{

this.productName=productName;

}

 

Build a custom class

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You'll now build a new Product class with getter and setter methods and create an object from the Product class.

  1. Create an ActionScript file by doing one of the following:

    • If you're using Flash Professional 8, select File > New > ActionScript File (Not Flash Document). Save the document with the name Product.

    • If you're using Flash Basic 8, open a text editor, such as Notepad. Save the file with the name Product.as. (Remember to give the file the .as extension, to create an ActionScript file.)

  2. Create a constructor for a Product class by creating a function called Product that takes the arguments id, prodName, and description:

    function Product (id:Number, prodName:String, description:String)

    {}

  3. In the constructor function, set the properties of the Product class equal to the setter methods that you will create:

    setID(id);

    setProdName(prodName);

    setDescription(description);

  4. Surround the class keyword with the constructor function.

    Declare each variable used in the class:

    class Product

    {

    var id:Number;

    var prodName:String;

    var description:String

    function Product (id:Number, prodName:String, description:String)

    {

    setID(id);

    setProdName(prodName);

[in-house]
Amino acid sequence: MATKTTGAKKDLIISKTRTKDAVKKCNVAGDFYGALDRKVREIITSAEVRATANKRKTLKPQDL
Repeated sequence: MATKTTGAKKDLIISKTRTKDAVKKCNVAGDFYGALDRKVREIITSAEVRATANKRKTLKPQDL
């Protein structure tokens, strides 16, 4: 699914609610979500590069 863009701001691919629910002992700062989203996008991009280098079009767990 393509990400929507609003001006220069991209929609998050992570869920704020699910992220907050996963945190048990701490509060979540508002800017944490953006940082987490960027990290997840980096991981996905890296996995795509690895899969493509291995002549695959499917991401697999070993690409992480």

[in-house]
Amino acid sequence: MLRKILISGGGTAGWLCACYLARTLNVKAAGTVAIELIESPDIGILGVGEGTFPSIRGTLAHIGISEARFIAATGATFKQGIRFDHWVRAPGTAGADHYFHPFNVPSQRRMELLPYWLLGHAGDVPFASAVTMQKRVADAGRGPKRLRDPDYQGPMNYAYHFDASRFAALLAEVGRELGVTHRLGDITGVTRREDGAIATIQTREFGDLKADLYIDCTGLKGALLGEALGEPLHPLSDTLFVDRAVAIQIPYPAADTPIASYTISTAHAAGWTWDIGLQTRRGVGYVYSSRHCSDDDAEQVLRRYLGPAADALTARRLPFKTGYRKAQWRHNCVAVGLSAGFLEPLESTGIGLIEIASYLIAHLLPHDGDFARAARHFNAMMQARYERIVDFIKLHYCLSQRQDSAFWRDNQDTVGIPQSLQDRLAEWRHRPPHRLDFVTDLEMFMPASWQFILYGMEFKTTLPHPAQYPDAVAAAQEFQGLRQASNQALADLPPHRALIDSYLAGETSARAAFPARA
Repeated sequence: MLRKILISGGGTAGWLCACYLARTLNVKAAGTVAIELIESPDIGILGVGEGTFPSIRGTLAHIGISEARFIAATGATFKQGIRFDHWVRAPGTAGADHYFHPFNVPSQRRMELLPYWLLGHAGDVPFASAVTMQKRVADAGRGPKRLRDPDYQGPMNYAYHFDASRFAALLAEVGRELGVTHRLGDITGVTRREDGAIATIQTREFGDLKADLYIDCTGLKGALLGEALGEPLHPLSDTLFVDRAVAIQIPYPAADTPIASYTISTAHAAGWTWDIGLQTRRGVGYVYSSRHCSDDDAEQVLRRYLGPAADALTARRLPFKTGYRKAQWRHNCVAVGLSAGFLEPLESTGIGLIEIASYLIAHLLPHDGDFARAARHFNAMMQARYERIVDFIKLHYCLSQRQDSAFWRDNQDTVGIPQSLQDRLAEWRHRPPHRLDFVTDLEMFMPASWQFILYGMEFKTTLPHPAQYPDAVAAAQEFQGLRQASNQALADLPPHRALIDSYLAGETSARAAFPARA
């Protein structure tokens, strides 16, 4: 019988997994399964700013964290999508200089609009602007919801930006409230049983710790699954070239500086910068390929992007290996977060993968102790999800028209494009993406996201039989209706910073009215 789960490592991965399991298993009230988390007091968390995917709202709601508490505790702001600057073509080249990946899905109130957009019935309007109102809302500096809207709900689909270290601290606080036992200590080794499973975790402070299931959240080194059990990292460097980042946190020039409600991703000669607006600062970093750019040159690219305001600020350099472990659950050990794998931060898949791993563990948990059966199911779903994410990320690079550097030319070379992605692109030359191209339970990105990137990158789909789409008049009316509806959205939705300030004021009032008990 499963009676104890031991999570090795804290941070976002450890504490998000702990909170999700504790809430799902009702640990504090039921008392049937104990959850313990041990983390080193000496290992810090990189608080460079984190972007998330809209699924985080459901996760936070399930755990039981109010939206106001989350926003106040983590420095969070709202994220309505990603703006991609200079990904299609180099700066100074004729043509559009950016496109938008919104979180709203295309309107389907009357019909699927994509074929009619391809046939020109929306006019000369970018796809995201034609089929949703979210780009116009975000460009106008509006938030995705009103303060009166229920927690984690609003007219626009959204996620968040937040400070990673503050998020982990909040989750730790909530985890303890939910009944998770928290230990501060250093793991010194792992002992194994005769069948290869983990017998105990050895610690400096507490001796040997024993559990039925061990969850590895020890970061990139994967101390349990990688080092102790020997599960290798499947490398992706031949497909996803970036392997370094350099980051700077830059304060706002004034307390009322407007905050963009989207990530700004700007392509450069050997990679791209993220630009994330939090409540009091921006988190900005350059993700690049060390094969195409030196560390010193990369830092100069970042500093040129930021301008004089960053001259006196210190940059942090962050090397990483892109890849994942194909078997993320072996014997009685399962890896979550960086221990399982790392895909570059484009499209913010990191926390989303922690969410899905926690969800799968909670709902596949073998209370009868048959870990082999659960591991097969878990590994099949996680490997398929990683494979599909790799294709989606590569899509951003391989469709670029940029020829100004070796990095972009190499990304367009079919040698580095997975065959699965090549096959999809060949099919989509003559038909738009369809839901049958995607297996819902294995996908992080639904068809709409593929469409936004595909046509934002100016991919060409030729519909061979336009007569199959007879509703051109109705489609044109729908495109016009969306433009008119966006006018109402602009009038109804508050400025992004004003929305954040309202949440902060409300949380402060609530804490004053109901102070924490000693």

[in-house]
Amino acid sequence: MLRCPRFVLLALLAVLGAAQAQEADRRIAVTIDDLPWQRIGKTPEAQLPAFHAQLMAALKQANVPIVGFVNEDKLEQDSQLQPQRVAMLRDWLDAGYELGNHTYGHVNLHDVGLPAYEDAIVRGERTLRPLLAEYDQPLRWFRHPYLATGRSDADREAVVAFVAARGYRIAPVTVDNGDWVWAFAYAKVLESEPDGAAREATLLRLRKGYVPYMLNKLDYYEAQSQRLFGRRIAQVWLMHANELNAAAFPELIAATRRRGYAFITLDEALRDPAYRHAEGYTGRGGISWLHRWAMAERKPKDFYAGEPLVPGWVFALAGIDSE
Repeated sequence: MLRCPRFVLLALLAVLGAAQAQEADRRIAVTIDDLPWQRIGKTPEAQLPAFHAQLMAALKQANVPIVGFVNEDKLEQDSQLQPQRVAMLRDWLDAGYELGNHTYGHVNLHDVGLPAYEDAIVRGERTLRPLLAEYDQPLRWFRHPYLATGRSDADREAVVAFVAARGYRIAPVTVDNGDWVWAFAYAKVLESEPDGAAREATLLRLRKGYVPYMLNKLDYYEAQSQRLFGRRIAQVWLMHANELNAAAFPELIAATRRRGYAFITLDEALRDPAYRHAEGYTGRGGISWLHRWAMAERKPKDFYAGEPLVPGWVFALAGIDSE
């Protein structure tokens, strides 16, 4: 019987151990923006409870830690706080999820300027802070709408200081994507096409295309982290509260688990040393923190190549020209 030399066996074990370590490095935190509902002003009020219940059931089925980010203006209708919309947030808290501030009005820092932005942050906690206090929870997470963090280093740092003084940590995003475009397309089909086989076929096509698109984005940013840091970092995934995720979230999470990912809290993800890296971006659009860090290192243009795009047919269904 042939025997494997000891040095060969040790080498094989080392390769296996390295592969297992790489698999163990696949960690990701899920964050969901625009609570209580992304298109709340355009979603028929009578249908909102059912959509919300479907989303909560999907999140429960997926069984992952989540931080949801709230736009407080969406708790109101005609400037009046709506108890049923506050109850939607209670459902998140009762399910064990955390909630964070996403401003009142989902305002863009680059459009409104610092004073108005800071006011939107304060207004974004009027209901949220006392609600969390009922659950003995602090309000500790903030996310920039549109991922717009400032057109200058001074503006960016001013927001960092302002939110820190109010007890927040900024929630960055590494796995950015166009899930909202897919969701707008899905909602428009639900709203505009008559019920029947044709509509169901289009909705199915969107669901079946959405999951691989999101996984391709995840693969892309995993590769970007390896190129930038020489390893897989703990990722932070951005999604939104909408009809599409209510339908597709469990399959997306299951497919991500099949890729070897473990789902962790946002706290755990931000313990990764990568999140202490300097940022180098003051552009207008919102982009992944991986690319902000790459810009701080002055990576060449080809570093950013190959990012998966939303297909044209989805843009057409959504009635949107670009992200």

setDescription(description);

    }

    }

  5. Define getter and setter methods for each property of the class, as in the following example.

    Specify Void as the return type for the setter methods, and indicate the data type returned for the getter methods.

    class Product

    {

    var id:Number;

    var prodName:String;

    var description:String

    function Product (id:Number, prodName:String, description:String) {

    setID(id);

    setProdName(prodName);

    setDescription(description);

    }

    public function setID (id:Number) :Void

    {

    this.id = id;

    }

    public function setProdName (prodName:String) :Void

    {

    this.prodName = prodName;

    }

    public function setDescription (description:String) :Void

    {

    this.description = description;

    }

    public function getID () :Number {

    return id;

    }

    public function getProdName () :String {

    return prodName

    }

    public function getDescription () :String {

    return description;

    }

    }

  6. Save your file.

 

Create two objects from the Product class

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You'll create a new FLA file, and then create two objects from the Product class.

  1. Open a new Flash document and save it in the same location where you saved Product.as.

  2. In the new document, select Frame 1 in the Timeline.

  3. In the Actions panel, create two objects from the Product class using the data shown in the following table (the ActionScript that you'll create appears after the table).

  4. Instance name

    Data

     

    pedals

    id

    0

    prodName

    Clipless Pedals

    description

    Excellent cleat engagement

    handleBars

    id

    1

    prodName

    ATB

    description

    Available in comfort and aero design

     

  5. Verify that you created the objects as follows:

    var handleBars:Product = new Product (1, "ATB", "Available in comfort and aero design");

    var pedals:Product=new Product(0,"Clipless Pedals","Excellent cleat engagement");

  6. Trace the description property of pedals:

    trace (pedals.getDescription ());

  7. Save and test the document.

    You should see the description of pedals in the Output panel.

NOTE A finished sample file of the document you just created, named handson2.fla, is located in your finished files folder.

 

Learn about extending existing classes